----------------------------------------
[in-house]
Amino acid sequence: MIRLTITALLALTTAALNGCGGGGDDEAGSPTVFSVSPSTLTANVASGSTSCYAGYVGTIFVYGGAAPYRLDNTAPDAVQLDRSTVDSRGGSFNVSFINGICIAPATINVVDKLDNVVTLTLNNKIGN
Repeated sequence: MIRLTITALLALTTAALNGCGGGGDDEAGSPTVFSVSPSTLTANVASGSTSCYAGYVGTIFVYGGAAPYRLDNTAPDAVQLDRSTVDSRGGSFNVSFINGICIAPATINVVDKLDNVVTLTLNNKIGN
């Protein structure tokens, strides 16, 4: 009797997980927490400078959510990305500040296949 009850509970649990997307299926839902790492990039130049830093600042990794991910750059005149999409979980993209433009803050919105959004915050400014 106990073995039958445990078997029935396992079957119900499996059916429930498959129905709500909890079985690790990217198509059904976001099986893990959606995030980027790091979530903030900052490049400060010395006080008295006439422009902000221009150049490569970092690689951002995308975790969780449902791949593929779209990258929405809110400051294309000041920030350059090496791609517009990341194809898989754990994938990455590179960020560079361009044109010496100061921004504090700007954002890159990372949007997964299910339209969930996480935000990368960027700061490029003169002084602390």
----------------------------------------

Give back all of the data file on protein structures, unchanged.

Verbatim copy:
[in-house]
Amino acid sequence: MIRLTITALLALTTAALNGCGGGGDDEAGSPTVFSVSPSTLTANVASGSTSCYAGYVGTIFVYGGAAPYRLDNTAPDAVQLDRSTVDSRGGSFNVSFINGICIAPATINVVDKLDNVVTLTLNNKIGN
Repeated sequence: MIRLTITALLALTTAALNGCGGGGDDEAGSPTVFSVSPSTLTANVASGSTSCYAGYVGTIFVYGGAAPYRLDNTAPDAVQLDRSTVDSRGGSFNVSFINGICIAPATINVVDKLDNVVTLTLNNKIGN
């Protein structure tokens, strides 16, 4: 009797997980927490400078959510990305500040296949 009850509970649990997307299926839902790492990039130049830093600042990794991910750059005149999409979980993209433009803050919105959004915050400014 106990073995039958445990078997029935396992079957119900499996059916429930498959129905709500909890079985690790990217198509059904976001099986893990959606995030980027790091979530903030900052490049400060010395006080008295006439422009902000221009150049490569970092690689951002995308975790969780449902791949593929779209990258929405809110400051294309000041920030350059090496791609517009990341194809898989754990994938990455590179960020560079361009044109010496100061921004504090700007954002890159990372949007997964299910339209969930996480935000990368960027700061490029003169002084602390």